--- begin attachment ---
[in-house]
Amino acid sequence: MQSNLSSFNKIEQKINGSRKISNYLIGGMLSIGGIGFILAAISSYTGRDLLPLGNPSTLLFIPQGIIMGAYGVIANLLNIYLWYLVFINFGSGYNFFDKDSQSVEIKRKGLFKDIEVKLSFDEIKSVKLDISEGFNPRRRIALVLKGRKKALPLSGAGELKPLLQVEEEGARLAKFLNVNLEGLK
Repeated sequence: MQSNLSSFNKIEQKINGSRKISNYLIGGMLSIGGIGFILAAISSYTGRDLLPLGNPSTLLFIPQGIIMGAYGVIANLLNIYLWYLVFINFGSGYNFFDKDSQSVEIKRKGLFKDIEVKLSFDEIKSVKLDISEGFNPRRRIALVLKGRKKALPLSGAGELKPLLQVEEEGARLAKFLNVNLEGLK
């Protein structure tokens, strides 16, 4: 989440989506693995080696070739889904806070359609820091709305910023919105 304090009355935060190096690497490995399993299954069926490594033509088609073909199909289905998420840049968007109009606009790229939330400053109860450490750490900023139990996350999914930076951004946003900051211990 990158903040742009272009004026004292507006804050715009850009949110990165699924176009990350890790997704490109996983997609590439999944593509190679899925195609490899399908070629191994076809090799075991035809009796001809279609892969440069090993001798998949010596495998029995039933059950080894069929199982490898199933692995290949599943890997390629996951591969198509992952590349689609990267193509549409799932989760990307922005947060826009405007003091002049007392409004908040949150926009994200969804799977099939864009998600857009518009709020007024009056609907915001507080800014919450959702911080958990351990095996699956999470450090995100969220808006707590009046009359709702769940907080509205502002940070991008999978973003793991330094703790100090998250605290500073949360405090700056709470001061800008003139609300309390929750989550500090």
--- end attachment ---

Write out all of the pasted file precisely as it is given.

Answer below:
[in-house]
Amino acid sequence: MQSNLSSFNKIEQKINGSRKISNYLIGGMLSIGGIGFILAAISSYTGRDLLPLGNPSTLLFIPQGIIMGAYGVIANLLNIYLWYLVFINFGSGYNFFDKDSQSVEIKRKGLFKDIEVKLSFDEIKSVKLDISEGFNPRRRIALVLKGRKKALPLSGAGELKPLLQVEEEGARLAKFLNVNLEGLK
Repeated sequence: MQSNLSSFNKIEQKINGSRKISNYLIGGMLSIGGIGFILAAISSYTGRDLLPLGNPSTLLFIPQGIIMGAYGVIANLLNIYLWYLVFINFGSGYNFFDKDSQSVEIKRKGLFKDIEVKLSFDEIKSVKLDISEGFNPRRRIALVLKGRKKALPLSGAGELKPLLQVEEEGARLAKFLNVNLEGLK
């Protein structure tokens, strides 16, 4: 989440989506693995080696070739889904806070359609820091709305910023919105 304090009355935060190096690497490995399993299954069926490594033509088609073909199909289905998420840049968007109009606009790229939330400053109860450490750490900023139990996350999914930076951004946003900051211990 990158903040742009272009004026004292507006804050715009850009949110990165699924176009990350890790997704490109996983997609590439999944593509190679899925195609490899399908070629191994076809090799075991035809009796001809279609892969440069090993001798998949010596495998029995039933059950080894069929199982490898199933692995290949599943890997390629996951591969198509992952590349689609990267193509549409799932989760990307922005947060826009405007003091002049007392409004908040949150926009994200969804799977099939864009998600857009518009709020007024009056609907915001507080800014919450959702911080958990351990095996699956999470450090995100969220808006707590009046009359709702769940907080509205502002940070991008999978973003793991330094703790100090998250605290500073949360405090700056709470001061800008003139609300309390929750989550500090």